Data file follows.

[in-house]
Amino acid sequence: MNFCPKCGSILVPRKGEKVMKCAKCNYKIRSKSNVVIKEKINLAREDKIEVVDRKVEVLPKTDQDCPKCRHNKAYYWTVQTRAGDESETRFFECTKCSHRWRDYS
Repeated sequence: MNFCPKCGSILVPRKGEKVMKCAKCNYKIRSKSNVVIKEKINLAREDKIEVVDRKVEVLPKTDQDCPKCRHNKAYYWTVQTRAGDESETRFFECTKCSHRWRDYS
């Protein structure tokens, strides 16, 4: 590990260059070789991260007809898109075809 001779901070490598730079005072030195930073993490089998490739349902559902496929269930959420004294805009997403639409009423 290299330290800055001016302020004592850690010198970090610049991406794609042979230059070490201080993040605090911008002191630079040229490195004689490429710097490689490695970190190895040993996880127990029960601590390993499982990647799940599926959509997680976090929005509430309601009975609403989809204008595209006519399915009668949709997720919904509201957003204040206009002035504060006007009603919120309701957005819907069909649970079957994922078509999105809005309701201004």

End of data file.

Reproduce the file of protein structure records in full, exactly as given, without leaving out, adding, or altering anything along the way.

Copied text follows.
[in-house]
Amino acid sequence: MNFCPKCGSILVPRKGEKVMKCAKCNYKIRSKSNVVIKEKINLAREDKIEVVDRKVEVLPKTDQDCPKCRHNKAYYWTVQTRAGDESETRFFECTKCSHRWRDYS
Repeated sequence: MNFCPKCGSILVPRKGEKVMKCAKCNYKIRSKSNVVIKEKINLAREDKIEVVDRKVEVLPKTDQDCPKCRHNKAYYWTVQTRAGDESETRFFECTKCSHRWRDYS
């Protein structure tokens, strides 16, 4: 590990260059070789991260007809898109075809 001779901070490598730079005072030195930073993490089998490739349902559902496929269930959420004294805009997403639409009423 290299330290800055001016302020004592850690010198970090610049991406794609042979230059070490201080993040605090911008002191630079040229490195004689490429710097490689490695970190190895040993996880127990029960601590390993499982990647799940599926959509997680976090929005509430309601009975609403989809204008595209006519399915009668949709997720919904509201957003204040206009002035504060006007009603919120309701957005819907069909649970079957994922078509999105809005309701201004």